TK's MORNING BUZZ: Copy Depth Has Done Diddly to Cure the Ills of Video Rental It Was Supposed to Fix18 Dec, 2000 By: Thomas K. Arnold
The various copy-depth initiatives, including (and especially) revenue-sharing, have done diddly to cure the ills of the video rental business that they were supposed to fix in the first place.
If you will remember back to the end of 1997 and the beginning of 1998, when the studios first began to unveil their various plans to put more copies of the hits into video rental stores, their reasoning, at the time, was that this was a necessary remedy.
Rental revenues started to decline a bit in 1997, Blockbuster was in trouble, and the Great Industry Minds that sought to address this problem ultimately concluded that consumers had lost their infatuation with the VCR, and with the video rental experience, because they were sick and tired of walking into their video store and not finding the hot new releases they wanted. The tried-and-true principle of consumer dissatisfaction was dead, the Great Minds proclaimed--and the only way to breathe new life into the video rental industry was to give the customers what they wanted, and plenty of it.
Fast-forward to the present. The typical video store is loaded with the hits, particularly those belonging to the big chains. And yet video rental revenue is essentially flat for the year, while third-quarter reports from most of the big public chains (and Rentrak) say revenues are down because of a "weak slate of titles."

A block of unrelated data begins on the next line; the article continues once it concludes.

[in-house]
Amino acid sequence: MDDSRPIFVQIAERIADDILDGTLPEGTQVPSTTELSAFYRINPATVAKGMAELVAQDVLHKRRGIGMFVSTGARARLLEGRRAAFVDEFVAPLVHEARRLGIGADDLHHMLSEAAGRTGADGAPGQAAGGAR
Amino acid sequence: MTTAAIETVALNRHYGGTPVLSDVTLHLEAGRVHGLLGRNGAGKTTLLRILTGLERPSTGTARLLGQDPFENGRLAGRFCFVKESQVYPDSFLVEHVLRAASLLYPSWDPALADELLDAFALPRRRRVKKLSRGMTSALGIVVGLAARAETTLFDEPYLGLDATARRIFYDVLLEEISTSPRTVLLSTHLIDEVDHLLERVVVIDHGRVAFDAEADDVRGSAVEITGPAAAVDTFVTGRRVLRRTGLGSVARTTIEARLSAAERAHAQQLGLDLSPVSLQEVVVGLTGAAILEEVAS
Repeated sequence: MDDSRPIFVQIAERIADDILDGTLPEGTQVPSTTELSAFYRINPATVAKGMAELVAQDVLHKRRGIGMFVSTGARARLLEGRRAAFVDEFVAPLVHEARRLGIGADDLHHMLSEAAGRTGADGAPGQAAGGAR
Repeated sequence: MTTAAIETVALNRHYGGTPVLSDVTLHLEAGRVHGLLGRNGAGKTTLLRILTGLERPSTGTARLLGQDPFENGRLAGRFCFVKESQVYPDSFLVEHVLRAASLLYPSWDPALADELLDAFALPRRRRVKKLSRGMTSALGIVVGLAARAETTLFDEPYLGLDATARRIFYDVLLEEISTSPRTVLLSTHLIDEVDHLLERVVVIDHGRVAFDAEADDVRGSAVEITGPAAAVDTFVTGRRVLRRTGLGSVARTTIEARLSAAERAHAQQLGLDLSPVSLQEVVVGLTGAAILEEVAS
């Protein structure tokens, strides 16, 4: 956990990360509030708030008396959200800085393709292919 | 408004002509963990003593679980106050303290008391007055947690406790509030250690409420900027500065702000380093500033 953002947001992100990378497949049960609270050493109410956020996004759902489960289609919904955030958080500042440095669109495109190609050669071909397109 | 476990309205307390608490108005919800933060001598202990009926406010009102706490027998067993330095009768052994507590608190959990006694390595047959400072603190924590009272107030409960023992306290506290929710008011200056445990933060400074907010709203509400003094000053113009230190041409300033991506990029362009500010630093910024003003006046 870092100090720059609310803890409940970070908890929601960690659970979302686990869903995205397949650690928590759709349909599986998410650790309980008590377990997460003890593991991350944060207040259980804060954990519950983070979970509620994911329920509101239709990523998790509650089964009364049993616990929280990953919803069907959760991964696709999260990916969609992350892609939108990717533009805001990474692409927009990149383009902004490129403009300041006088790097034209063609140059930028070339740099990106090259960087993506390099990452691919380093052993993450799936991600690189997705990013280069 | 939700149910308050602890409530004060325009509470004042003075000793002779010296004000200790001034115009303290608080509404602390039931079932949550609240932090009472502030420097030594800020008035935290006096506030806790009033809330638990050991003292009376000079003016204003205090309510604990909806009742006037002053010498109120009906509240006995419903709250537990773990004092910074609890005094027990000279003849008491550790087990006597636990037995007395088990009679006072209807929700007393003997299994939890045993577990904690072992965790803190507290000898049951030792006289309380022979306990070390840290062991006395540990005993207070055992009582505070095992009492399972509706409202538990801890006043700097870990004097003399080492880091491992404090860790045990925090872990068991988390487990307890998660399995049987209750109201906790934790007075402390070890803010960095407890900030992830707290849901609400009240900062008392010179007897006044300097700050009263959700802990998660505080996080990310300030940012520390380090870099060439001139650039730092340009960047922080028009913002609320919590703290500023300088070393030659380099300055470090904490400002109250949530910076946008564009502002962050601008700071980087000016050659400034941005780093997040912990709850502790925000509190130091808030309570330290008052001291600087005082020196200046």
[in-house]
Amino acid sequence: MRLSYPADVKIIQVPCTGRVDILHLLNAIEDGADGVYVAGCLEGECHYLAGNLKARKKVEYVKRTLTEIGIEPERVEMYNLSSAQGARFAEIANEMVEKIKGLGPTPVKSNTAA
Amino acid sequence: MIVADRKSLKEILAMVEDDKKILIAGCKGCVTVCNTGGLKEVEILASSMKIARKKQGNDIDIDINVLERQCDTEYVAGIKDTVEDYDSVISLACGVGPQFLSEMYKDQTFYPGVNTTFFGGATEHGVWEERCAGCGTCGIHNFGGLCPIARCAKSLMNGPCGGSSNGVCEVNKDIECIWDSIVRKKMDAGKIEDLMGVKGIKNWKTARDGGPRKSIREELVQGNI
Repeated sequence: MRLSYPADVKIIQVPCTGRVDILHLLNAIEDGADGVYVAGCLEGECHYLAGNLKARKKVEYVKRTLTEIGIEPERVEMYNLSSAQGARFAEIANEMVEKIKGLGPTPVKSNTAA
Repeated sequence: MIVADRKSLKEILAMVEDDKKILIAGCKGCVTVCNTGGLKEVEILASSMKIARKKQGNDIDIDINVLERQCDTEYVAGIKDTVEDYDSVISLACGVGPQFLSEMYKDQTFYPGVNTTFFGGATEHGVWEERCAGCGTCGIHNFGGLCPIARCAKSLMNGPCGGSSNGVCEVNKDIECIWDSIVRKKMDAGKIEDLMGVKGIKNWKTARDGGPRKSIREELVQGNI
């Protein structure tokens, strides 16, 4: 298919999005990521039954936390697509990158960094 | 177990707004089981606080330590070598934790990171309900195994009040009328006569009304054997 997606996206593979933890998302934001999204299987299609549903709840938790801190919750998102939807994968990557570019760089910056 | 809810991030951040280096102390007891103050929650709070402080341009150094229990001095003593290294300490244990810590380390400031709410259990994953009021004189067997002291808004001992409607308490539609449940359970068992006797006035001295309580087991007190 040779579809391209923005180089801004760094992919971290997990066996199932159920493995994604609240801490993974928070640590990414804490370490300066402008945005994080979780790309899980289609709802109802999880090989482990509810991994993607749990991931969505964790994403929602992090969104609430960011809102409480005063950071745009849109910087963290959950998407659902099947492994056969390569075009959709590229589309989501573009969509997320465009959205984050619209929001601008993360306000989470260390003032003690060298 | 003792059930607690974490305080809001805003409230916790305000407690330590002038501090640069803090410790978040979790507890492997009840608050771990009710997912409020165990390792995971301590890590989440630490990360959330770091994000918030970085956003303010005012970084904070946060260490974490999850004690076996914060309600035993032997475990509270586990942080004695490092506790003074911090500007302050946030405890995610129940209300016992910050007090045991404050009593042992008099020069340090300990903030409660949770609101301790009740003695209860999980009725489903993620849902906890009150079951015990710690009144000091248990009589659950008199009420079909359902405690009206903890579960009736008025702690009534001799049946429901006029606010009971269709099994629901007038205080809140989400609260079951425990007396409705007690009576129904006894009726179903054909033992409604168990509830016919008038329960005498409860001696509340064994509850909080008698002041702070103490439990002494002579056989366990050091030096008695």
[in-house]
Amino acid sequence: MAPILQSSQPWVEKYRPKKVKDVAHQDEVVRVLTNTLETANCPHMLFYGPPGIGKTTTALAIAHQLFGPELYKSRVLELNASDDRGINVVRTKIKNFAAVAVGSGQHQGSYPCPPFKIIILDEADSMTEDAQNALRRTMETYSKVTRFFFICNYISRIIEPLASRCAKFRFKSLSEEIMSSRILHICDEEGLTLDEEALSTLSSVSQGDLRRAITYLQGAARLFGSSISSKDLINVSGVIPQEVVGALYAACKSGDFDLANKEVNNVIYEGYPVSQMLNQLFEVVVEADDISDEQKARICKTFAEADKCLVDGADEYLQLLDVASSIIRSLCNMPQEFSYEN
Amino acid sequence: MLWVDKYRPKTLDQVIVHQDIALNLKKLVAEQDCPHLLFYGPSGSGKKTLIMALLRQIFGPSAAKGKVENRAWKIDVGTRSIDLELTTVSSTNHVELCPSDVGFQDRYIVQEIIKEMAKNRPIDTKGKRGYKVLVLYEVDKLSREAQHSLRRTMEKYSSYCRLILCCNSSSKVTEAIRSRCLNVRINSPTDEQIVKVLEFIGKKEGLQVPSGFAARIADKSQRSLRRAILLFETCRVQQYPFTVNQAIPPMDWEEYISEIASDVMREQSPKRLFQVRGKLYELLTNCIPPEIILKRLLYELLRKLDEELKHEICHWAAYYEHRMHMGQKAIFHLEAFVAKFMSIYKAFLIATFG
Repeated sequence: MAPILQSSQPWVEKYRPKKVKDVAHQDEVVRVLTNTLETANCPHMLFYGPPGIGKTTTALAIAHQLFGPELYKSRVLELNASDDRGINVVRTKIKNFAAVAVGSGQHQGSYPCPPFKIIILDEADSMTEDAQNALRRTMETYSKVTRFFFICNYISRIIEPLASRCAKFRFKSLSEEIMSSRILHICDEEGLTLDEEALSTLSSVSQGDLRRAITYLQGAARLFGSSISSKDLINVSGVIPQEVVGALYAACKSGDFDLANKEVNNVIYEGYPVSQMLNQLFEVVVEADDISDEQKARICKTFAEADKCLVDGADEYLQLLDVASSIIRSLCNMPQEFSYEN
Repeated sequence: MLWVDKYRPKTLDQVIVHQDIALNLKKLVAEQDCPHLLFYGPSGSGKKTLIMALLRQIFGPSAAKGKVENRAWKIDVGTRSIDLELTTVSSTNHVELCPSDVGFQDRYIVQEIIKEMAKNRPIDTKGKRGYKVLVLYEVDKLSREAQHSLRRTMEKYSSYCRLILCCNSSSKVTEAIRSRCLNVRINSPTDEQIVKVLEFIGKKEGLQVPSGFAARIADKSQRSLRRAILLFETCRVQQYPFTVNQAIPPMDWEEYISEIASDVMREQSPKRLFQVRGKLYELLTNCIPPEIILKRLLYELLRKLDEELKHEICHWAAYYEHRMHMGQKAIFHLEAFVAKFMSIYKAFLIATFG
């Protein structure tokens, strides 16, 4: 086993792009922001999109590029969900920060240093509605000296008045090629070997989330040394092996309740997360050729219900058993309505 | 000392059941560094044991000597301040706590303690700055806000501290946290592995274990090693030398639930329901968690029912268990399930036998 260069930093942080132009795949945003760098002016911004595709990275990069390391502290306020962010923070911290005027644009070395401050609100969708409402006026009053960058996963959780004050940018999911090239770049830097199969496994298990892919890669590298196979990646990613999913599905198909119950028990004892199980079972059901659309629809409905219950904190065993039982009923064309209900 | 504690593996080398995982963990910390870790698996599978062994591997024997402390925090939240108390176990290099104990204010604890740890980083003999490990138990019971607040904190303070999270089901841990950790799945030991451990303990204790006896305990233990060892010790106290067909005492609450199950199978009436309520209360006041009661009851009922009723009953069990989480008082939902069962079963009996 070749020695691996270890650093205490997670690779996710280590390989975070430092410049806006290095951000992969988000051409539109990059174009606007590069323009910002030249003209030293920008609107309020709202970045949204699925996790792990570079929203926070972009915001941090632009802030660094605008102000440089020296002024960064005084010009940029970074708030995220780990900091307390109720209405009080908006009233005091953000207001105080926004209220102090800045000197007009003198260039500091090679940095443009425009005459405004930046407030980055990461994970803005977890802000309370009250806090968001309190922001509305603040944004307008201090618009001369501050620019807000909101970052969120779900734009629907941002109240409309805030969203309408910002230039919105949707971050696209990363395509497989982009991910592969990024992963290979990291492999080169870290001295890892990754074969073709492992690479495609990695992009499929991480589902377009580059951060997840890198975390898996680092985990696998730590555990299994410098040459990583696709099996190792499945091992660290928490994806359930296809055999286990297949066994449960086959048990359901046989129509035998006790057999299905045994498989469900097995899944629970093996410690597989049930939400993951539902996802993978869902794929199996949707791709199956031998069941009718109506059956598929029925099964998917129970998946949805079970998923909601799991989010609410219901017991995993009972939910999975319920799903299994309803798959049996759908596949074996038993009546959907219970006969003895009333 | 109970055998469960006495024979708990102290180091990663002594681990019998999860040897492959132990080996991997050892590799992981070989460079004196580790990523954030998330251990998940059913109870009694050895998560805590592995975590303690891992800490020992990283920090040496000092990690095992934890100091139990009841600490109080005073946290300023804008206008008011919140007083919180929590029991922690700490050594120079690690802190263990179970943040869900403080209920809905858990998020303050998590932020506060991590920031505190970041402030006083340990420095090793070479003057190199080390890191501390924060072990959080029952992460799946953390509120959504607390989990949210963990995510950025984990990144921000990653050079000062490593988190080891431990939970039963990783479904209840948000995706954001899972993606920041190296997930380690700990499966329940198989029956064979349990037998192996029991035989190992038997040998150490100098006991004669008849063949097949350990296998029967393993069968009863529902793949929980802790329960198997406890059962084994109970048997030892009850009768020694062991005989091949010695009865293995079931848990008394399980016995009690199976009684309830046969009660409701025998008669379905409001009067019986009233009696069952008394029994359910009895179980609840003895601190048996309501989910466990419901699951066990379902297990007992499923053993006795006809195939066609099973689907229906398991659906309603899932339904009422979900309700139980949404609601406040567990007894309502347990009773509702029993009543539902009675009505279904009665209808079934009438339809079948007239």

Wait a minute. Isn't that the same thing everyone said in 1997, when rental revenues first started skidding downhill? Months before the studios decided consumers were bored with renting videos because they couldn't find the hits they wanted, I seem to remember that "weak slate of titles" phrase cropping up in almost everyone's financials. Why, if my memory is correct, Warner Home Video even sent John Quinn out on the road with a bunch of charts and graphs and data showing that the collective boxoffice gross of first-quarter 1997 releases wasn't anywhere near what it had been in the first quarter of 1996.
But that point somehow got lost in the Great Industry Think-Tank Sessions that followed, sessions that included Viacom's Sumner Redstone and Blockbuster's John Antioco.
So let me see if I've got this straight. When rental revenues first headed south in early 1997, the culprit was initially identified as a "weak slate of titles," but the ultimate solution was copy depth. Now, three years into copy depth, with the latest hits in more-than-ample supply at virtually every video rental store on the planet, we're once again hearing that a "weak slate of titles" is to blame for many retailers' current woes.
Gee, I can hardly wait to see what the studios' next "fix" will be!
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